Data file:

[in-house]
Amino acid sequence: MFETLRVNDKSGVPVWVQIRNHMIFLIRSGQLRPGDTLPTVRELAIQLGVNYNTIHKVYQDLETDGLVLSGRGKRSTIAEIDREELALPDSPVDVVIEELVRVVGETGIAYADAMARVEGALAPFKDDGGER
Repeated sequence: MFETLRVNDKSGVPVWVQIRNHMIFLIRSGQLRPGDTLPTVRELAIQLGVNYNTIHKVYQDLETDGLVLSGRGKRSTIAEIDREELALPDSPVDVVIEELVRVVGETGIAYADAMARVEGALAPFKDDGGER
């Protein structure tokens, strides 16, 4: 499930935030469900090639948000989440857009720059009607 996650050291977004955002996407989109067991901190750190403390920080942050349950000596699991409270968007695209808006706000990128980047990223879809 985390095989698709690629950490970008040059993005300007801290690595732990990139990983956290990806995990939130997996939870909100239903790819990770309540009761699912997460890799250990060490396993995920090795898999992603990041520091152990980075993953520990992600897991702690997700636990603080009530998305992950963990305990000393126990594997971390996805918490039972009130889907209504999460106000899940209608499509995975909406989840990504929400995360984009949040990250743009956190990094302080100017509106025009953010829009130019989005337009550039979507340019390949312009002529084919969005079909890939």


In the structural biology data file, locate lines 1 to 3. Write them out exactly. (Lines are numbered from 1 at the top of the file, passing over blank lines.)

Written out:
[in-house]
Amino acid sequence: MFETLRVNDKSGVPVWVQIRNHMIFLIRSGQLRPGDTLPTVRELAIQLGVNYNTIHKVYQDLETDGLVLSGRGKRSTIAEIDREELALPDSPVDVVIEELVRVVGETGIAYADAMARVEGALAPFKDDGGER
Repeated sequence: MFETLRVNDKSGVPVWVQIRNHMIFLIRSGQLRPGDTLPTVRELAIQLGVNYNTIHKVYQDLETDGLVLSGRGKRSTIAEIDREELALPDSPVDVVIEELVRVVGETGIAYADAMARVEGALAPFKDDGGER